Credit card companies are again making eye-popping balance transfer offers in order to lure in new customers. Many are offering 15-month, 18-month, or even 21-month balance transfers at a 0% interest rate.
But how do you know if transferring a balance is a good idea or not? Is it worth it to open a new credit card just to save a few bucks of interest on your current card balances?
In most cases, the answer will be yes, because you will save more than a few dollars. If you have a large balance at a high interest rate (say 16% or more) and can transfer to get a 0% interest rate for as long as 18 months or 15 months, you could save plenty of money, even with the 3% transfer fee that most cards charge. (For most credit cards, you will pay a fee of 3% of the amount you transfer to the new credit card.)
Let’s look at some examples:
If you have a $5000 credit card balance at 18% interest and you make the minimum payments for the next 18 months, you will pay roughly $1400 in interest over that period. If you transfer that $5000 to a new credit card at a 0% rate, you will have to pay a $150 upfront fee (3% of $5000) for the transfer, but then you pay no more interest on that money for 18 months, meaning you could save over $1200 in the next 18 months. Sounds good, yes?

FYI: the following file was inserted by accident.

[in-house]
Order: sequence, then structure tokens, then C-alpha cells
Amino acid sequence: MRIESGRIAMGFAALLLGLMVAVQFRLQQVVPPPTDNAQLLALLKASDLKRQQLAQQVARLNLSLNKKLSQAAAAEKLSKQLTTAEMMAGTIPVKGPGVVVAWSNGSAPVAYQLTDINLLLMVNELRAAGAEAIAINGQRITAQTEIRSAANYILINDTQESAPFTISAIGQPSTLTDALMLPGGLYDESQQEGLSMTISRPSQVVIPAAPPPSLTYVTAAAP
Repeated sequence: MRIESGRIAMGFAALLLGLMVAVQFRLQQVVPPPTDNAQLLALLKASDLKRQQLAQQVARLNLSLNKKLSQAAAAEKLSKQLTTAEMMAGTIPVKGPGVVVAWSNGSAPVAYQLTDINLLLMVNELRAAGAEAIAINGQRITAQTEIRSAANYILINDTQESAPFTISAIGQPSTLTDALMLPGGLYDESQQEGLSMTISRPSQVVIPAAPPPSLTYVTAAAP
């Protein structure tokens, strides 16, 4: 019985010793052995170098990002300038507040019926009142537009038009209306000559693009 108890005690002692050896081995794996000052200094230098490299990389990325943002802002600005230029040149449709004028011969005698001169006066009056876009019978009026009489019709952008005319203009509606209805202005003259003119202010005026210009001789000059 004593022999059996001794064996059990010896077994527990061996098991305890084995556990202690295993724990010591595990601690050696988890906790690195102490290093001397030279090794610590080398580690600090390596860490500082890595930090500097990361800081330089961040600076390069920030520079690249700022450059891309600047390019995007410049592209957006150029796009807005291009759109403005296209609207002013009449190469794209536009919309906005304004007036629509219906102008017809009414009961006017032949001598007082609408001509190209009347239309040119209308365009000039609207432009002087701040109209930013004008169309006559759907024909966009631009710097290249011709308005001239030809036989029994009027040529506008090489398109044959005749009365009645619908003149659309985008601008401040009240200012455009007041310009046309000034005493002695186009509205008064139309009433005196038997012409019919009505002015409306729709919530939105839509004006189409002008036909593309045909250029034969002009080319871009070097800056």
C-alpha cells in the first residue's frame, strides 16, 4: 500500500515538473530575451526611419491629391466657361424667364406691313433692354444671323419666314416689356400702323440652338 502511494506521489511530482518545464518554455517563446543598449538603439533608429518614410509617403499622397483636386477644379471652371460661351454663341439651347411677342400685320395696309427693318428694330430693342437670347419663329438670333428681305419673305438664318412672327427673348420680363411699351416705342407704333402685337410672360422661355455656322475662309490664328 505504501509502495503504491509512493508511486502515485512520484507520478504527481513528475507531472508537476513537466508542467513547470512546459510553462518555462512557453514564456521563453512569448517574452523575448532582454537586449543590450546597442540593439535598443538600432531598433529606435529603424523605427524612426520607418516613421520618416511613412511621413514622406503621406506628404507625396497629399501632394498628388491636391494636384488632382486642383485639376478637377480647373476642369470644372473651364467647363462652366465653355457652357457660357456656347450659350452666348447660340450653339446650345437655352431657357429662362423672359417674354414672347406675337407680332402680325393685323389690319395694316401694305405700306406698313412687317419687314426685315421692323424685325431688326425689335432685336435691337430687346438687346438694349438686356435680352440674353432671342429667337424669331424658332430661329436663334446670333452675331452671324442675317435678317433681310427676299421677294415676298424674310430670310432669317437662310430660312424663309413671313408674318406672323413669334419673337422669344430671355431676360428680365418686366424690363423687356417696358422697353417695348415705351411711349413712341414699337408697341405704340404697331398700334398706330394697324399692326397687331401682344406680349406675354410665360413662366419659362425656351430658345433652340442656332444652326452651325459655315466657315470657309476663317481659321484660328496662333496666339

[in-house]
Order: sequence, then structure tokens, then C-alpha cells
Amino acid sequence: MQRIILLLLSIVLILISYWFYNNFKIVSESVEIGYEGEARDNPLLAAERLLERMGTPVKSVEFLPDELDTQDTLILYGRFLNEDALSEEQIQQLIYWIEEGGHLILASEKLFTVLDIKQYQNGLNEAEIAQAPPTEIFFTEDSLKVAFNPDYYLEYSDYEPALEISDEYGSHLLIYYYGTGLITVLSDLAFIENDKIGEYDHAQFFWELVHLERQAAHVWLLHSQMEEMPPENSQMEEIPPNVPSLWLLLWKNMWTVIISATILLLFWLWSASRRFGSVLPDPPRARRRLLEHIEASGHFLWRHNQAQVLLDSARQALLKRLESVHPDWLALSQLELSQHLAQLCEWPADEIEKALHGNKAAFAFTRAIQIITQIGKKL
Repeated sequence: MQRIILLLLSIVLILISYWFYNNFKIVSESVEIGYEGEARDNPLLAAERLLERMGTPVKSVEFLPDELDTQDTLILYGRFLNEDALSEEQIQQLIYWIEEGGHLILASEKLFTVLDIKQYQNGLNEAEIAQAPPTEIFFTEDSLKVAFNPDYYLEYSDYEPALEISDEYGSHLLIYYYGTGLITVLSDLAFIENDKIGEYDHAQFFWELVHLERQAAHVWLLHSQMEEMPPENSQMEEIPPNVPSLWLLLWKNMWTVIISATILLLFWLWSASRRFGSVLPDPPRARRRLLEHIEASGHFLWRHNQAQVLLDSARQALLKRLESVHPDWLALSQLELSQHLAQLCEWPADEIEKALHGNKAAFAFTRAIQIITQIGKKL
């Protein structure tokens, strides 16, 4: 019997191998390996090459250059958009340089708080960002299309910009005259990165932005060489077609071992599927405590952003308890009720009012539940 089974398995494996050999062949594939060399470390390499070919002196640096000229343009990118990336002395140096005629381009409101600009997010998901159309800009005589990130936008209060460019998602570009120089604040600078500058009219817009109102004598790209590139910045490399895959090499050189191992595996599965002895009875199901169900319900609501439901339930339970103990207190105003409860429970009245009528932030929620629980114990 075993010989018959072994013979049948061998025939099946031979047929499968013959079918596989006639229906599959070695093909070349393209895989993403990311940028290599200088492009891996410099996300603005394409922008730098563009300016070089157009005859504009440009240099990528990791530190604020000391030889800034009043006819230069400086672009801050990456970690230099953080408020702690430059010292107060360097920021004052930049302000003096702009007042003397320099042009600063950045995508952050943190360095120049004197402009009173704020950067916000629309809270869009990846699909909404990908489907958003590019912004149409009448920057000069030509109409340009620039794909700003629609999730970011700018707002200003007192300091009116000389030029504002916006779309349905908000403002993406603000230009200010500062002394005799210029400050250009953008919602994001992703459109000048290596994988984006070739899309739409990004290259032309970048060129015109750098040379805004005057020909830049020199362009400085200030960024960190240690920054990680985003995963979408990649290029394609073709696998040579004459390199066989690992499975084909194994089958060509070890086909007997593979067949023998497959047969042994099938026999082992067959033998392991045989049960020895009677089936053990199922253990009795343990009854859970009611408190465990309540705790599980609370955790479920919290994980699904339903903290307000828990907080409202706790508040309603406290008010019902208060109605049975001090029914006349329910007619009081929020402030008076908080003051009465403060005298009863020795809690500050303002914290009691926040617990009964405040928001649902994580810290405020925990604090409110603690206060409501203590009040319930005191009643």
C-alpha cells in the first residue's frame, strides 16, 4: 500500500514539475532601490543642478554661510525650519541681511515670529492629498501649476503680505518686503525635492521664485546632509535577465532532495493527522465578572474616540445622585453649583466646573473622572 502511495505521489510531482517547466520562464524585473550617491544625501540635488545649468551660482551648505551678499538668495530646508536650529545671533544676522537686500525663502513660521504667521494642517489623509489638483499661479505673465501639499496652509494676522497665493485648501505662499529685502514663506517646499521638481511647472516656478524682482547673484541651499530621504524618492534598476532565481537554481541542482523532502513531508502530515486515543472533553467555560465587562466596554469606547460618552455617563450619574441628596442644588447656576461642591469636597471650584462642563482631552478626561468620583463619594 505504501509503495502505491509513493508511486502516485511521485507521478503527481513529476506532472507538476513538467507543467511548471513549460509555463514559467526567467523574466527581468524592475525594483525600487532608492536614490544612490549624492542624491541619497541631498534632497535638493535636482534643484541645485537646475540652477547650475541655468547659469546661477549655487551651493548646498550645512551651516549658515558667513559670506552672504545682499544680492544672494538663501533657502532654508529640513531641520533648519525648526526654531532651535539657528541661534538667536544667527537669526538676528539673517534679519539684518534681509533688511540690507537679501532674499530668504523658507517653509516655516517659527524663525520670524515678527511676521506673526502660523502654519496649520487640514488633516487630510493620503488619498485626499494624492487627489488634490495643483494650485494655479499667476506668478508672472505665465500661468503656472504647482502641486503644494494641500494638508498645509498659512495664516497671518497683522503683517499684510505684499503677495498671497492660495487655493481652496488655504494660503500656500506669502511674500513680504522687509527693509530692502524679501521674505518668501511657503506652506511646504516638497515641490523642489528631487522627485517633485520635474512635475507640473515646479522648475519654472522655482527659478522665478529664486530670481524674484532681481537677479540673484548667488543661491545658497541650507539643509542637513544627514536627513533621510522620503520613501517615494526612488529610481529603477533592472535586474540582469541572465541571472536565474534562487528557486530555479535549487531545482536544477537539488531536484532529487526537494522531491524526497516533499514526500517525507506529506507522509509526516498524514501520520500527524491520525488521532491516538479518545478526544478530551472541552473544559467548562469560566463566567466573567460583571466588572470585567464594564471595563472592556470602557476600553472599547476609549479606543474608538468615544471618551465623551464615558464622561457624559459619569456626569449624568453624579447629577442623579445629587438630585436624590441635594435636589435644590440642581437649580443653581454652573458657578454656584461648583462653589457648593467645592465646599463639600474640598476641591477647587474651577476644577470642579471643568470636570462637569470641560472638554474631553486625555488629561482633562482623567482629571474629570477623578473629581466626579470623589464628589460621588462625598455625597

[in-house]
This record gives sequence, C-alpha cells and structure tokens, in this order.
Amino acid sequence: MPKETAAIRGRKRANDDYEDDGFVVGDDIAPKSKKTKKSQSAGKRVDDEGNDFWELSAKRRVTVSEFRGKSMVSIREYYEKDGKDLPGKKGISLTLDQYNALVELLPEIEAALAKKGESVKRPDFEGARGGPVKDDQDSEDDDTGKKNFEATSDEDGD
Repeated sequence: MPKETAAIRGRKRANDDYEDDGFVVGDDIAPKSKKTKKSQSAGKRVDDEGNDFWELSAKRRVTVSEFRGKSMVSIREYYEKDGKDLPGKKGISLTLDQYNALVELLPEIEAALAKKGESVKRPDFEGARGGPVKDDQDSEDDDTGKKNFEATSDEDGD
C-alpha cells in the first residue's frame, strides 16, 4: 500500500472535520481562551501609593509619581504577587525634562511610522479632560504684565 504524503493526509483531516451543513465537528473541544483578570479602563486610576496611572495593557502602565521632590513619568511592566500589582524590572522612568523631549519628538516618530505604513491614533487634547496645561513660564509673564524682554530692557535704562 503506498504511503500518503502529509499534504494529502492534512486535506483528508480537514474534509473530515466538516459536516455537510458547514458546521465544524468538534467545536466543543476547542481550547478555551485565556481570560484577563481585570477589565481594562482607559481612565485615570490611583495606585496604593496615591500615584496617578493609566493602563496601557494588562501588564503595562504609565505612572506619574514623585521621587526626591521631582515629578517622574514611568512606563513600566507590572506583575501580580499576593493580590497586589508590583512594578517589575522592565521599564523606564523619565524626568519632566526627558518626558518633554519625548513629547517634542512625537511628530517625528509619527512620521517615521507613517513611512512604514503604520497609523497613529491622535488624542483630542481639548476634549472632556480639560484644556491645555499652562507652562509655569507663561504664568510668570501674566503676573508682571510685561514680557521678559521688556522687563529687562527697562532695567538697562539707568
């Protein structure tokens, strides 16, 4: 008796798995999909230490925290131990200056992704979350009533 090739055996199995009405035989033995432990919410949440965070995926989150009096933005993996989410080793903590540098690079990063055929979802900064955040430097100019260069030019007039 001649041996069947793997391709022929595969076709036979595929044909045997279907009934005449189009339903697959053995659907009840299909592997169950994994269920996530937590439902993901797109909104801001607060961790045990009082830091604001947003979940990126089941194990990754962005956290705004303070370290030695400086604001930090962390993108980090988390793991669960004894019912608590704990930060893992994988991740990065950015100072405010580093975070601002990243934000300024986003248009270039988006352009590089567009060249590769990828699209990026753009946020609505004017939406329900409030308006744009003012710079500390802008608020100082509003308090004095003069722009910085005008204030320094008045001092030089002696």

Does that example seem too extreme? OK. Let’s say you only have $3000 in card balances and you’re paying 14% interest. And let’s say you are considering a new card that will give you a 0% rate on transferred balances for only the next 12 months. Assuming minimum payments each month, you would pay $420 over the next year in interest with your current card. If you transfer the balance at 0%, you will pay a $90 fee upfront (3% of $3000), which means you still could save over $300 by switching.
Actually, the only time a balance transfer wouldn’t be mathematically worth it would be if the new card had a higher interest rate than your current card after the initial balance transfer offer was over, and if the length of the discounted rate offer was very short. In that case, you would still save in the short run but could pay more in the long run.
So, if a balance transfer almost always makes sense, why would it ever be a bad idea?
Well, there is one thing to consider: If your credit history is not so good, you don’t want to be continually opening new credit accounts. If you use balance transfer offers repeatedly as a way to shift your debt without actually paying it off, you are going to have multiple new lines of credit, and eventually your credit behavior is going to result in a reduced credit score. A lower credit score could cost you in the future when you want new lines of credit — it could result in higher interest rates or being turned down for credit or a loan altogether. So, while credit card balance transfers will definitely be worth it in most cases, don’t use them so much that they become a bad habit.